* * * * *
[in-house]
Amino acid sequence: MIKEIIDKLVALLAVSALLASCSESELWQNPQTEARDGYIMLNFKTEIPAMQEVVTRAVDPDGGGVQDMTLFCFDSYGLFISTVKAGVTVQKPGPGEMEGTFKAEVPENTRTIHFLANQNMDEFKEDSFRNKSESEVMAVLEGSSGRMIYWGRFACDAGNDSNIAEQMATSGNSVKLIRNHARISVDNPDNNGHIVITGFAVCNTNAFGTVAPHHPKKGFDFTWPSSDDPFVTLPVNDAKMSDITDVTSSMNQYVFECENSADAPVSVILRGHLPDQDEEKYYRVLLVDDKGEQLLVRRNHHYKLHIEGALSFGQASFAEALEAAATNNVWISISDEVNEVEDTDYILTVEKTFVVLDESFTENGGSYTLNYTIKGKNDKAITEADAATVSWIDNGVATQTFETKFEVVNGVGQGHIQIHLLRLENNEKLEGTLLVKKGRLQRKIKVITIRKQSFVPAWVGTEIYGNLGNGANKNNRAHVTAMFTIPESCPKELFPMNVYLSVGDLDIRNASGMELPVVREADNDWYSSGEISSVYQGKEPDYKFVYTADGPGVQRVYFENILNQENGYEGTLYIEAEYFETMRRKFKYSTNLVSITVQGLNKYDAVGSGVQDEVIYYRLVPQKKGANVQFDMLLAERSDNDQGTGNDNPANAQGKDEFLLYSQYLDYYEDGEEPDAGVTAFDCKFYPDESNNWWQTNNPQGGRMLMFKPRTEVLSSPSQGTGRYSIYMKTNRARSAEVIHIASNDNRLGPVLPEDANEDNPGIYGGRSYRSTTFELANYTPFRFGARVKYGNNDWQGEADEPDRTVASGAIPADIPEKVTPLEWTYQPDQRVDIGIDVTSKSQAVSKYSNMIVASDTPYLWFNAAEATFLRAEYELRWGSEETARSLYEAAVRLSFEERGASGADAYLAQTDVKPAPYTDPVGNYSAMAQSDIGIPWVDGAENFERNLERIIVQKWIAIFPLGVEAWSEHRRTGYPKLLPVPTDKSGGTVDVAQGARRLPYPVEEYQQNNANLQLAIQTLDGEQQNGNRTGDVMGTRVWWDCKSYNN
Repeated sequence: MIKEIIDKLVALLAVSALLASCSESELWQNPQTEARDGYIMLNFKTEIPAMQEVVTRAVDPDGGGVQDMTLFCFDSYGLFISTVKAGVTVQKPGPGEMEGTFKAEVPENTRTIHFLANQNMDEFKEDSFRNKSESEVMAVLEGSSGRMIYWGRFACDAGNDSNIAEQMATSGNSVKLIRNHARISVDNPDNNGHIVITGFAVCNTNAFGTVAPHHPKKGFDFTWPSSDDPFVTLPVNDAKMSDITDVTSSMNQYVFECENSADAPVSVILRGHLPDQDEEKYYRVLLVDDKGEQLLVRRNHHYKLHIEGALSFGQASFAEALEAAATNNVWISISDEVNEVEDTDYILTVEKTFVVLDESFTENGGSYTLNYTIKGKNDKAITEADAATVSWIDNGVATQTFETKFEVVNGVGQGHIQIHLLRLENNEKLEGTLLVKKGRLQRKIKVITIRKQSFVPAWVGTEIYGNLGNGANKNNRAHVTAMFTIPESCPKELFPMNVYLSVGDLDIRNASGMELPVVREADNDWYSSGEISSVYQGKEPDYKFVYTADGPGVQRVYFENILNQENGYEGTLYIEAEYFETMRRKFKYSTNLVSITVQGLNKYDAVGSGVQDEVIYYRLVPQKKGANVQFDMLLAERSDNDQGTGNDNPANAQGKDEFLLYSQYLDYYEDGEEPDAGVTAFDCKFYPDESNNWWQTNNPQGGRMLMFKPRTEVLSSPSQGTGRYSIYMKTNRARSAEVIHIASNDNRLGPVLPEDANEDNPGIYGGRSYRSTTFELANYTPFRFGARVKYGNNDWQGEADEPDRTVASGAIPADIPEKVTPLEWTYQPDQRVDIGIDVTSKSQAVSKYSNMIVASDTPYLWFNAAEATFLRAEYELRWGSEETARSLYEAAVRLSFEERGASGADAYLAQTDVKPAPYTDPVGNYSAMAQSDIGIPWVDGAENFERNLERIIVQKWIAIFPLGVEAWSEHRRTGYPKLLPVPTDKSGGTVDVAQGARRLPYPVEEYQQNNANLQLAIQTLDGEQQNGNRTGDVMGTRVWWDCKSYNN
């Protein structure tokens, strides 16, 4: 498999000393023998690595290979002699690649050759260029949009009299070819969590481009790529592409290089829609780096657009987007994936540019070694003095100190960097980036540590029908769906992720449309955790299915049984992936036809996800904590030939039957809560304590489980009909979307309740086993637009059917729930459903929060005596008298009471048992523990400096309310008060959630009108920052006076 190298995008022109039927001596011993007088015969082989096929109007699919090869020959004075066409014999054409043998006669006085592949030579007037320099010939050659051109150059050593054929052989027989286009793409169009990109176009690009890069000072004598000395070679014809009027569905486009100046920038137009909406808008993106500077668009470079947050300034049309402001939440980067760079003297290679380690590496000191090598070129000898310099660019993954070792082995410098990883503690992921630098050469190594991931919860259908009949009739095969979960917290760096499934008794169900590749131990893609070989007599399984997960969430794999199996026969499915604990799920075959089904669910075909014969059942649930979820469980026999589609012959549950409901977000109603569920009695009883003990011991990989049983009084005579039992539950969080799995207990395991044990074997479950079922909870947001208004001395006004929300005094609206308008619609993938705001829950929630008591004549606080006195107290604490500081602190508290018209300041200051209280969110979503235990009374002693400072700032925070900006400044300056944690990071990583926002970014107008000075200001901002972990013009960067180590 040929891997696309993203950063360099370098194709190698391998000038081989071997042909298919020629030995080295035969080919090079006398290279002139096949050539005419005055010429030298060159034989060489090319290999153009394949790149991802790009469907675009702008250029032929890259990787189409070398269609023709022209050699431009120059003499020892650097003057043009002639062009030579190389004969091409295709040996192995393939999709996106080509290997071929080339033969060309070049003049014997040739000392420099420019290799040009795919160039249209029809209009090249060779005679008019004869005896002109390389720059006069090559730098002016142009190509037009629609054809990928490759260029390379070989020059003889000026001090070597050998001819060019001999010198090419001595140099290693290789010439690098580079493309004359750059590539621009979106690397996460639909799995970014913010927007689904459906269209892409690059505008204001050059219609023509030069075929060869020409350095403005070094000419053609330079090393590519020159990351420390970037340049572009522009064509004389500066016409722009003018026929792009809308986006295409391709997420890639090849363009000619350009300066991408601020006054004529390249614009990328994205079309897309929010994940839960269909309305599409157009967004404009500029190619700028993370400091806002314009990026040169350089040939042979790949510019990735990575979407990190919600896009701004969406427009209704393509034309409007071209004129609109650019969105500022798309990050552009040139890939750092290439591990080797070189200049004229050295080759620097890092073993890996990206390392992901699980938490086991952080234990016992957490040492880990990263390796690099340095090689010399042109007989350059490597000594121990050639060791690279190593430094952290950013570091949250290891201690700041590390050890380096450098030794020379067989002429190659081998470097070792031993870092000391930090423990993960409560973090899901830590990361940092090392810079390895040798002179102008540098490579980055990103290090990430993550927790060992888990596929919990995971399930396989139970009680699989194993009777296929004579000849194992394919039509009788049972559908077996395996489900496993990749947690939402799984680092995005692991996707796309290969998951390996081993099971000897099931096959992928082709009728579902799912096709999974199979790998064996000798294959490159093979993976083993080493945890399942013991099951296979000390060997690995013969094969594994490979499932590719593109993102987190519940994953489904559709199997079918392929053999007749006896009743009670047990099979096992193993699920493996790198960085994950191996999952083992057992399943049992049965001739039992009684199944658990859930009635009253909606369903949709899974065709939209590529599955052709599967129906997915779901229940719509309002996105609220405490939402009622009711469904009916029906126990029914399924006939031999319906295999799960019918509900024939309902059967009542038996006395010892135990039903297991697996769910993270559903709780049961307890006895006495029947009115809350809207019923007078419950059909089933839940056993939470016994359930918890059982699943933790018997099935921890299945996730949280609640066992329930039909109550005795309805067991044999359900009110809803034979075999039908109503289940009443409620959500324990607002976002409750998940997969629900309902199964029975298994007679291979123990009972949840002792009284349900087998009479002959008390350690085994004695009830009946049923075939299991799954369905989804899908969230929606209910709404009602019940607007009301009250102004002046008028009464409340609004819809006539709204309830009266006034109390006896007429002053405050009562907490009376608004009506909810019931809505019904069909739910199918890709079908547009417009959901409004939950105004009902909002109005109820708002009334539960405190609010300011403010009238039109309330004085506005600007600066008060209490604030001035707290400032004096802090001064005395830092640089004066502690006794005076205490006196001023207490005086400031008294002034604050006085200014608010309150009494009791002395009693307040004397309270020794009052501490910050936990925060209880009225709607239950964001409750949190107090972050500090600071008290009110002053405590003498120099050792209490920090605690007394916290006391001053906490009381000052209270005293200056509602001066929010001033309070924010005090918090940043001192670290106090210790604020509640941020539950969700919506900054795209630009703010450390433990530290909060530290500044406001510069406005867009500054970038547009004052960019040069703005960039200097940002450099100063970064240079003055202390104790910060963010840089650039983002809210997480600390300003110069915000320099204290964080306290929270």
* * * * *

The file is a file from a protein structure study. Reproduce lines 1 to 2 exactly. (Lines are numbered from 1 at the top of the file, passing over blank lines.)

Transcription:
[in-house]
Amino acid sequence: MIKEIIDKLVALLAVSALLASCSESELWQNPQTEARDGYIMLNFKTEIPAMQEVVTRAVDPDGGGVQDMTLFCFDSYGLFISTVKAGVTVQKPGPGEMEGTFKAEVPENTRTIHFLANQNMDEFKEDSFRNKSESEVMAVLEGSSGRMIYWGRFACDAGNDSNIAEQMATSGNSVKLIRNHARISVDNPDNNGHIVITGFAVCNTNAFGTVAPHHPKKGFDFTWPSSDDPFVTLPVNDAKMSDITDVTSSMNQYVFECENSADAPVSVILRGHLPDQDEEKYYRVLLVDDKGEQLLVRRNHHYKLHIEGALSFGQASFAEALEAAATNNVWISISDEVNEVEDTDYILTVEKTFVVLDESFTENGGSYTLNYTIKGKNDKAITEADAATVSWIDNGVATQTFETKFEVVNGVGQGHIQIHLLRLENNEKLEGTLLVKKGRLQRKIKVITIRKQSFVPAWVGTEIYGNLGNGANKNNRAHVTAMFTIPESCPKELFPMNVYLSVGDLDIRNASGMELPVVREADNDWYSSGEISSVYQGKEPDYKFVYTADGPGVQRVYFENILNQENGYEGTLYIEAEYFETMRRKFKYSTNLVSITVQGLNKYDAVGSGVQDEVIYYRLVPQKKGANVQFDMLLAERSDNDQGTGNDNPANAQGKDEFLLYSQYLDYYEDGEEPDAGVTAFDCKFYPDESNNWWQTNNPQGGRMLMFKPRTEVLSSPSQGTGRYSIYMKTNRARSAEVIHIASNDNRLGPVLPEDANEDNPGIYGGRSYRSTTFELANYTPFRFGARVKYGNNDWQGEADEPDRTVASGAIPADIPEKVTPLEWTYQPDQRVDIGIDVTSKSQAVSKYSNMIVASDTPYLWFNAAEATFLRAEYELRWGSEETARSLYEAAVRLSFEERGASGADAYLAQTDVKPAPYTDPVGNYSAMAQSDIGIPWVDGAENFERNLERIIVQKWIAIFPLGVEAWSEHRRTGYPKLLPVPTDKSGGTVDVAQGARRLPYPVEEYQQNNANLQLAIQTLDGEQQNGNRTGDVMGTRVWWDCKSYNN